Waivers now available for Pandemic Unemployment Overpayments

Officials say approvals will be ‘later this summer’; reaching a customer service rep still an exhaustive process

This article provided by Eye on Ohio, the nonprofit, nonpartisan Ohio Center for Journalism. Please join their free mailing list as this helps them provide more public service reporting. Maggie Rose applied for pandemic unemployment assistance in April 2020 after the restaurant she was working in shut down due to the COVID-19 pandemic. She was quickly approved. 

Then a couple weeks ago, she received an email from the Ohio Department of Jobs and Family services telling her to pay the balance owed on her account. 

Rose was overpaid $12,000 – something she said was extremely scary “for someone who’s just gone through a move, hasn’t gotten a job yet, I’m using the little bit of money I have left to bring my car here.” 

Rose recently moved to Atlanta, Georgia, and because she can’t afford to pay back the balance, she appealed. 

In April, nearly 1 in 5 PUA recipients got an anxiety-inducing letter in the mail: the state requesting money back. For many who needed pandemic unemployment assistance to tide them over in the first place, finding the time or money to appeal has been a struggle.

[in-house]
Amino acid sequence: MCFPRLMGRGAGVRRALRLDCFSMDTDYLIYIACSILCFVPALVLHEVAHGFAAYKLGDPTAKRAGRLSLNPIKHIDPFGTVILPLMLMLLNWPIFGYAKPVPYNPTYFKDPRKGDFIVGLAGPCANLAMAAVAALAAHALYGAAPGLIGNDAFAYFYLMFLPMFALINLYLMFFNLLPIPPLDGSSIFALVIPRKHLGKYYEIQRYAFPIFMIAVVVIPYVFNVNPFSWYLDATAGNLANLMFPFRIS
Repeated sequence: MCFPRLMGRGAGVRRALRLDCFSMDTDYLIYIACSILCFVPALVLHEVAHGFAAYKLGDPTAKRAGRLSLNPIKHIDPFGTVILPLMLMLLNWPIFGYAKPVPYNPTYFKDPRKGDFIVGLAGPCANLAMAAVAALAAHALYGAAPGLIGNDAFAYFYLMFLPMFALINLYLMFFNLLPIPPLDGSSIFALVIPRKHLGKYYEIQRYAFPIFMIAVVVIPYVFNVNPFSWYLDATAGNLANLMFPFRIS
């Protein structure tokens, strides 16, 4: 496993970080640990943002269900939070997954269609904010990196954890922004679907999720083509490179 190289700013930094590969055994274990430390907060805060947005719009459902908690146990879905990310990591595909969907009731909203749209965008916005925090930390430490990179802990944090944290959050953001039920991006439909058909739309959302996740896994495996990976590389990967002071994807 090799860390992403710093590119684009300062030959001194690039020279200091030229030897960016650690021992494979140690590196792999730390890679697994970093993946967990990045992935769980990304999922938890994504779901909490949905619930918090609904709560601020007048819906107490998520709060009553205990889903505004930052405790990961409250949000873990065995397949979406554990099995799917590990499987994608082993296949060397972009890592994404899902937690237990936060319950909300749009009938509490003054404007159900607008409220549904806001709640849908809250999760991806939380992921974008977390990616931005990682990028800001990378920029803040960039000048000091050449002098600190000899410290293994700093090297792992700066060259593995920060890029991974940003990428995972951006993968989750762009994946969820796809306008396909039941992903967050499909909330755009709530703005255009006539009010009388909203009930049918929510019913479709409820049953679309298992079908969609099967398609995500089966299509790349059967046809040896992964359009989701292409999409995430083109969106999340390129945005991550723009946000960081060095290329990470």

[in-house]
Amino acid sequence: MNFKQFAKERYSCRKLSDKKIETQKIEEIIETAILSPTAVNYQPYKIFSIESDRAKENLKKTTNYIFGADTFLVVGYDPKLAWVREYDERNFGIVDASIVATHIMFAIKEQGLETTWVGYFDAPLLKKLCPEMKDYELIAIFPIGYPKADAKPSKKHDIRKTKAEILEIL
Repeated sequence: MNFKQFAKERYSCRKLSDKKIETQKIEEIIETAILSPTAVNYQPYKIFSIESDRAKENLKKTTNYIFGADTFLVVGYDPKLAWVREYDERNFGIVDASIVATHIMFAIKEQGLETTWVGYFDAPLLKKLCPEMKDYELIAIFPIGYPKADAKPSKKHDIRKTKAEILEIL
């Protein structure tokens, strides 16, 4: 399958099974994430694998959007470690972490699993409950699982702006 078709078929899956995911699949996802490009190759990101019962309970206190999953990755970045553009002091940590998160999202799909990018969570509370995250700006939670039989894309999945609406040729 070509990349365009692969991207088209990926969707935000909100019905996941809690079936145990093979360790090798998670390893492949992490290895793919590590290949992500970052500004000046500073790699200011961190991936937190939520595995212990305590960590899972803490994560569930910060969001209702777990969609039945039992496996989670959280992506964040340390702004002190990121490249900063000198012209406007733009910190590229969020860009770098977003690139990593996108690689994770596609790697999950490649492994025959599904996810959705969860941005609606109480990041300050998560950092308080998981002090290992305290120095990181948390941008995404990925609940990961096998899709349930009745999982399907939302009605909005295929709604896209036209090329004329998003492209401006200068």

Tens of thousands of Ohioans told to repay unemployment benefits

After waiting weeks for unemployment insurance payments, some are receiving letters demanding they pay back thousands; software troubles continue to dog system

Marnie Behan got a surprising message in April from Ohio’s Department of Jobs and Family Services about her ongoing unemployment payments. Instead of sending her next unemployment payment, they said she needed to pay the Department. The bill was almost $3,000. She had 45 days to repay it, or the case would be sent to the Ohio Attorney General. Since March 15, new claims have inundated the unemployment system at a level not seen since The Great Depression.

In Ohio’s coal country, pandemic pushes unemployment rate from bad to worse

As the novel coronavirus spread, Appalachian Ohio saw the state’s highest percentages of people out of work. Ohio’s coal mining counties have been hit even harder as unemployment surged following the country’s novel coronavirus outbreak. As the statewide unemployment rate moved from 4.7% in February to 5.6% in March, counties in Appalachian Ohio also saw rates twice as high — up to 12.2% in Monroe County. The six counties with the highest percentages of people out of work in March were all in the state’s Appalachian region. 

Job security has been an ongoing concern for coal miners and their communities, and the coronavirus pandemic has made matters worse. As of April, the U.S. coal industry had lost one in seven jobs since January, when doctors diagnosed the first U.S. case of COVID-19.